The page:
The stillness of simplicity

This article appears in the Notes from the Field feature series. View the full series.
Getting around Nong Khai on bicycle is one way to slow down the pace of life. (Provided photo)

Nong Khai, Thailand — Notes from the Field is GSR’s summer blogging project. Working with the Catholic Volunteer Network, we’ve enlisted four young women working in ministries of Catholic sisters around the world – Honduras, Thailand, Ethiopia and the United States – to blog about their experiences, each for six weeks. This is Bridgit O'Brien's first blog from Nong Khai, Thailand.


In a time when the pace of life is controlled more by the devices that live in our pockets and less by its natural tempo, simplicity and stillness are a luxury. The 21st-century culture of productivity, activity and immediacy gives little room for life characterized by contemplation, tranquility and leisure. As more distractions enter our daily lives, we stop using the free time we do have to process, make sense of and direct our experiences – and instead opt to update ourselves on the lives of others in the world of social media. We are teaching our children ever more increasingly how to operate in and acclimatize to the output-driven, success-oriented, fast-paced world that surrounds us. However, what happens when we step out of the confusion of the contemporary? What can a life of simple living and stillness teach us?

I have been an international Good Shepherd Volunteer (GSV) in Nong Khai, Thailand, for the past year, working with an organization led by the order of Good Shepherd Sisters ministering here to provide care, resources and income-generating opportunities for individuals affected and infected with HIV/AIDS. I arrived in Nong Khai in August of 2014, shortly after finishing my first year of service with sisters domestically at a residential treatment center for adolescents with severe emotional and behavioral disorders in Baltimore, Maryland. One of the main tenants of Good Shepherd Volunteers, along with spirituality, community and social justice, is simplicity. In the two years I have been with the sisters, but most especially this year in Thailand, I have had a lot of time to meditate on what a life of simple living looks like, away from all of the clutter of our modern world.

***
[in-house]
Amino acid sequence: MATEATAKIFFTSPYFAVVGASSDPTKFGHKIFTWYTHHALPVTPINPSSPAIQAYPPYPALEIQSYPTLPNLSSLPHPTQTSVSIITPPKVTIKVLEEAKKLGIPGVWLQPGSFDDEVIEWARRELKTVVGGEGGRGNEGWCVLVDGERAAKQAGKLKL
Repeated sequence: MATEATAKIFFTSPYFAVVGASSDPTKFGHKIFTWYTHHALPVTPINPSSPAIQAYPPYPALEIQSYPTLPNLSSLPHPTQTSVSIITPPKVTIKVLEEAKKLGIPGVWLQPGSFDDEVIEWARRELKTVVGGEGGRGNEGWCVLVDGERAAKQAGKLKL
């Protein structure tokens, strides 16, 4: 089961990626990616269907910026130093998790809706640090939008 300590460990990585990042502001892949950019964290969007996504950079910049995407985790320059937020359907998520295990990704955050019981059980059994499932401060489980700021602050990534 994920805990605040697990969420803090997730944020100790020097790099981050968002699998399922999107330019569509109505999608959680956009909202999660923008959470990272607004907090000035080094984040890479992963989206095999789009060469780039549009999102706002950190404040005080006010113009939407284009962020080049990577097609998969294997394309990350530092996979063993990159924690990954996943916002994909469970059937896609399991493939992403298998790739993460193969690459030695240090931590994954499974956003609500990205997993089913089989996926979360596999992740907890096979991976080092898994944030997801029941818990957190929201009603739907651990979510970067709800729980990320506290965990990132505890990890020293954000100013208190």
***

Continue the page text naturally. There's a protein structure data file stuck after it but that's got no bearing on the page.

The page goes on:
A view of the rice field adjacent to the Garden of Friendship just before harvesting. (Bridgid O'Brien)

Prior to joining Good Shepherd Volunteers, I graduated from Boston College in the spring of 2013 with my Bachelor of Arts degree in psychology. At school, I became accustomed to the fast-paced life of balancing classes and studying with attending an assortment of weekly extracurricular activities that ranged from the Irish dance team and a campus magazine to domestic service trips and an international immersion program. With all the activities padding my weekly calendar, some how I managed to also work in the college admissions program and as a teacher’s assistant in a local middle school classroom. However, I never realized just how quickly I was always moving. In fact, if I weren’t doing anything, a switch in my brain would instantly light up as if something were wrong. “Of course there is something to get done,” it would say. “How could you even think about watching a movie or reading a book for pleasure,” it would taunt.

Entering into life in Nong Khai, all of my established ways of operating on turbo speed were instantly halted. While my simple life in Thailand is influenced by my monthly stipend of $95, simplicity here has been more so embodied by simplicity of time and thoughts. Living without the Internet in my home, my life has been free of many distractions brought on by usual ever-present technology. While my life has definitely been made simpler without constantly being in tune with the happenings of friends and acquaintances all around the world, more importantly, my life has been made simpler in action.